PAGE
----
Month after month, CivicScience observes tariff concern among the general population aligning with other concerns, such as the economy and the coronavirus. Throughout the past nine or ten months, concerns about the impact of trade policies and tariffs have remained high as a result of the pandemic. As of last month, following slight declines, however, we observed a steeper decrease in the aftermath of the election. 

December 2020’s numbers were stagnant in comparison to November’s, remaining at 66% when grouping those who were ‘somewhat’ and ‘very concerned’.

Numbers show little to no difference when ungrouped. Those ‘very’ or ‘somewhat concerned’ shifted, respectively, by one percentage point.

What’s interesting is that, while tariff concern peaked at the beginning of this year, grave concern (those reporting they are ‘very concerned’) actually went down when comparing the overall 2020 numbers to 2019’s. With so much to be concerned about in the year 2020, things shifted a bit.

Americans’ direct experience with tariffs on their household spending is also consistent with last month’s reading, though there was a three-percentage point drop in those who said they didn’t notice a difference in how tariffs are impacting their bottom line.

Political Makeup

Comparing November’s numbers to December’s, Democrats are less concerned about tariffs in the most recent data, but Republicans show an increase in their concern.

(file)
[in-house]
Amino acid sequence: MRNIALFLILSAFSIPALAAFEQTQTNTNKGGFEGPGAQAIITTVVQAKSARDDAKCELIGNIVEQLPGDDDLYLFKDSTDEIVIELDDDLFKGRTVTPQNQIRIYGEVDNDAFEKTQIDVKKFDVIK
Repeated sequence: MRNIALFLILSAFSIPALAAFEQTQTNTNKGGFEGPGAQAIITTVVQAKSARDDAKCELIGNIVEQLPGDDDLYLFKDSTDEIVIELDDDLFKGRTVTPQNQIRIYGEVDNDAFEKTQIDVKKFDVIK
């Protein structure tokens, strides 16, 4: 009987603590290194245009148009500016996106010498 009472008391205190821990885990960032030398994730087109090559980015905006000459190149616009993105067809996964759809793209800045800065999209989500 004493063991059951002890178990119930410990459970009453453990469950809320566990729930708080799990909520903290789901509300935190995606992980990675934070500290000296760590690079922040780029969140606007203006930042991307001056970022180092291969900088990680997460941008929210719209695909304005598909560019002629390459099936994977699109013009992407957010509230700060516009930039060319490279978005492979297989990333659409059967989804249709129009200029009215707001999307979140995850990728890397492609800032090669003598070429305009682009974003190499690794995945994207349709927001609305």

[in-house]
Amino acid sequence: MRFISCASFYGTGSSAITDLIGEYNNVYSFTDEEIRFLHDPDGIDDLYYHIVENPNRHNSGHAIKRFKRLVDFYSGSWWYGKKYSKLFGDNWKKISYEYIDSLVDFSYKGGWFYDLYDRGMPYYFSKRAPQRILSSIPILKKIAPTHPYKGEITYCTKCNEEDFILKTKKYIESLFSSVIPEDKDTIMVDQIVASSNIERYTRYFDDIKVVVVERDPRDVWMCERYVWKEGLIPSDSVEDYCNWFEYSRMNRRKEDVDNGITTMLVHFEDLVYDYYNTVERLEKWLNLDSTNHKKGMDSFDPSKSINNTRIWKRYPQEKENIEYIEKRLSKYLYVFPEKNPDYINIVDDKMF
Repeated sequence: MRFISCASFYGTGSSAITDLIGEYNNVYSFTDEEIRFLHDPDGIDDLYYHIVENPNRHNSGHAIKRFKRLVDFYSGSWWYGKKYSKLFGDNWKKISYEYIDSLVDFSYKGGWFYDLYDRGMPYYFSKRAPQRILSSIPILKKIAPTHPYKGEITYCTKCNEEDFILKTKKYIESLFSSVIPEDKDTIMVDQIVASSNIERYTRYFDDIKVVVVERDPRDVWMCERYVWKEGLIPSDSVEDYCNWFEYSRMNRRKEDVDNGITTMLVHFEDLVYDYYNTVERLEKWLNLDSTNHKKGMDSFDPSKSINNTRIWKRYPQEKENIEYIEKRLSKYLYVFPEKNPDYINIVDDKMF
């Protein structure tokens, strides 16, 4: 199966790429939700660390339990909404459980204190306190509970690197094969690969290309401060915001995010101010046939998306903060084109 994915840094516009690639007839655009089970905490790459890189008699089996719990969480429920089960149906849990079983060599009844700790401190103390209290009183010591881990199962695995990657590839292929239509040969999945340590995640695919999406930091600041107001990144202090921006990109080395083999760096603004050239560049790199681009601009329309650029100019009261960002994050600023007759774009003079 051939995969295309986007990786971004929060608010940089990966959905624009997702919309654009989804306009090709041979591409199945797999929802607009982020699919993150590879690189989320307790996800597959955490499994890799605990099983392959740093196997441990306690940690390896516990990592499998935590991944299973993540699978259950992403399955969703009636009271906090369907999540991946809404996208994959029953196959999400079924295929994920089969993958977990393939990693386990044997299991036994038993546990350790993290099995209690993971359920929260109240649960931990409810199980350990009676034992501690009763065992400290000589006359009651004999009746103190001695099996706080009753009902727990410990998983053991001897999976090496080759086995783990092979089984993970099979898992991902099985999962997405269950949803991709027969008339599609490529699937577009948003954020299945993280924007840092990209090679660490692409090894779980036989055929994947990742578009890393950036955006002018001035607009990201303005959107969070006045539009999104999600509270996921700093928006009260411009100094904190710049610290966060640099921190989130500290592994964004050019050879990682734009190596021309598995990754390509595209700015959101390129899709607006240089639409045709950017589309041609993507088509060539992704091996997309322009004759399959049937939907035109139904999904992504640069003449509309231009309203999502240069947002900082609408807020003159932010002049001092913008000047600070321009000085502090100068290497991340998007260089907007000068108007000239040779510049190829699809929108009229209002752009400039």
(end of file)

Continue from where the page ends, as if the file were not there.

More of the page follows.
Financial Situation

While a large percentage of the population is either out of work or making substantially less, some Americans have still made out better as a result of the COVID-19 pandemic. When looking at this through the lens of tariff concern, those who have come out in better financial situations as a result of the coronavirus pandemic are the least concerned about tariffs, for obvious reasons. 

Similarly, as second stimulus checks hit mailboxes (and bank accounts) of those who qualify, people who call themselves concerned about tariffs are more likely to need to funds to pay for necessities and bills, while those who are unconcerned (and don’t need the money, necessarily) are more likely to save the extra cash. Also notable is those who are ‘very concerned’ about tariffs are also the most likely to be unsure of how they’ll spend their second payment, likely because this segment has more to cover right now with less means.

Any disturbance or potential one on someone’s bank account sets off alarm bells during a time of economic uncertainty for millions of Americans. When a new president is sworn in, and new trade policies take shape, CivicScience will continue to track the sentiment of tariff concern among the entire nation, and the nuances that exist therein.